What if there was a non-drug treatment for arthritis, incontinence, the effects of a stroke and even Alzheimer’s and Parkinson’s? The good news is, there is – it’s physical therapy, and it is working wonders for individuals over the age of 65.
This month is National Physical Therapy Month, and the perfect time to talk about the very important role physical therapy is playing in the lives of seniors. In addition to providing pain management for everything from arthritis to chemo, and helping to rehabilitate seniors after a fall, injury or surgery, physical therapy has proven to be a highly successful treatment for many ailments associated with older age.
After a stroke, paralysis on one side of the body is common, but the loss of mobility isn’t necessarily permanent. Physical therapy helps to stimulate affected muscles and nerves, maintain circulation and prevent stiffness, even before voluntary function returns. Both physical and occupational therapists also work with patients to retrain their brains, improve balance and coordination, and relearn everyday skills.
If diagnosed with osteoporosis or low bone density, physical therapy can improve posture and help build bone, or lessen the amount of bone loss in areas prone to fracture, such as the hip, spine and arms. Physical therapists can also show seniors which exercises and movements to avoid, and provide healthy exercises designed to improve dynamic balance and prevent falls.
While the natural inclination is to move less with arthritis, the lack of movement actually makes joint pain and stiffness worse. Physical therapy encourages safe movement and teaches arthritis patients how to work out stiffness without further damaging joints. Occupational therapy is also recommended to show seniors how to reduce strain on their joints during daily activities.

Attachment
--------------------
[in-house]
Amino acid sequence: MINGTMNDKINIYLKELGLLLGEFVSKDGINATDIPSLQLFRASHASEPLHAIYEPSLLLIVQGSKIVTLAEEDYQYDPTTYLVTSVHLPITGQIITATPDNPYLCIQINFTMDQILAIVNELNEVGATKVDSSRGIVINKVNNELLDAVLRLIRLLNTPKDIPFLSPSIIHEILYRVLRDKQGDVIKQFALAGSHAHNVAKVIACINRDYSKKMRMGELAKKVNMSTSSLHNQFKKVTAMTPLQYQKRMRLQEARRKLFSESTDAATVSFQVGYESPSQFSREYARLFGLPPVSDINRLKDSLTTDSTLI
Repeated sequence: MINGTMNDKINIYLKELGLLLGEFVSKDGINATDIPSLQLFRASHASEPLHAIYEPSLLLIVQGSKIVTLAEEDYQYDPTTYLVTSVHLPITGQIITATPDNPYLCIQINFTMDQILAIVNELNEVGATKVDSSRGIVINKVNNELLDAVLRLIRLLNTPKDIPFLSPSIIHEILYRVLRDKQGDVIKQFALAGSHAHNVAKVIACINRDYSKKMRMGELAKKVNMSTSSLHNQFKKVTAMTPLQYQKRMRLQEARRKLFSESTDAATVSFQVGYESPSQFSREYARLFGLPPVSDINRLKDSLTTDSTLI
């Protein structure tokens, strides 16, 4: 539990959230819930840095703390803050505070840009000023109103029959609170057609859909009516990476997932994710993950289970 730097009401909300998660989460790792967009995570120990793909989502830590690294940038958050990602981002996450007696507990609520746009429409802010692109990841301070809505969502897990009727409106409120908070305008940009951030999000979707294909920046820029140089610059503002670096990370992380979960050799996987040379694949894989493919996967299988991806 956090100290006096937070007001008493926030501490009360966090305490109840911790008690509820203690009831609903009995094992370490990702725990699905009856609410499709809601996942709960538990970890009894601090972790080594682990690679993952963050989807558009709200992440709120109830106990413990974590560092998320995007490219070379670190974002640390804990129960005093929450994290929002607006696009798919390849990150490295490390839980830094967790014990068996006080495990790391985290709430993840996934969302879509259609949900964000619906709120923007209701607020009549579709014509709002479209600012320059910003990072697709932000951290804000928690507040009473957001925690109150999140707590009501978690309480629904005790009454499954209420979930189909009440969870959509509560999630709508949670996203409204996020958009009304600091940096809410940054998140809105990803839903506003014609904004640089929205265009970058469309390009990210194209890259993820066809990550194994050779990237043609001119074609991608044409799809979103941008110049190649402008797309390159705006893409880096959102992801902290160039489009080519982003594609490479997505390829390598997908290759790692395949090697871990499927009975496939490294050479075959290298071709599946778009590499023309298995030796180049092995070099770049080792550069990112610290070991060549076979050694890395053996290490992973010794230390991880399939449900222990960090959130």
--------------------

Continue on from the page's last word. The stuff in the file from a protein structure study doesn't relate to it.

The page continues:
As woman age, their pelvic muscles tend to weaken, resulting in urinary incontinence. Physical therapy can actually help alleviate leakage by teaching seniors how to tone and strengthen their pelvic floor muscles through Kegel exercises. Other methods include bladder training and biofeedback to manage urges and regain control of muscles.
Physical activity has been proven to improve memory and decrease the risk of depression that often accompanies Alzhemier’s, but it is also believed that it may delay the onset of the disease. In addition, physical therapists regularly work with dementia patients to help them maintain mobility and function. They may use mirroring, hand over hand techniques and other methods to help patients move and complete tasks.
While the neurological damage caused by Parkinson’s disease cannot be reversed, physical therapy can improve independence and quality of life for Parkinson’s patients by increasing movement and function, and relieving pain. Physical therapists provide special exercises to strengthen and loosen muscles, as well as improve balance, coordination and fatigue.
Physical Therapy for Seniors in the Capital Region
All of the independent senior living communities, enriched housing/assisted living and memory care communities within Eddy Senior Living now have onsite physical therapists and occupational therapists for our seniors. For more information about our physical therapy and occupational therapy in Troy, Slingerlands, East Greenbush, Niskayuna and Queensbury NY, contact us or call (877) 748-3339.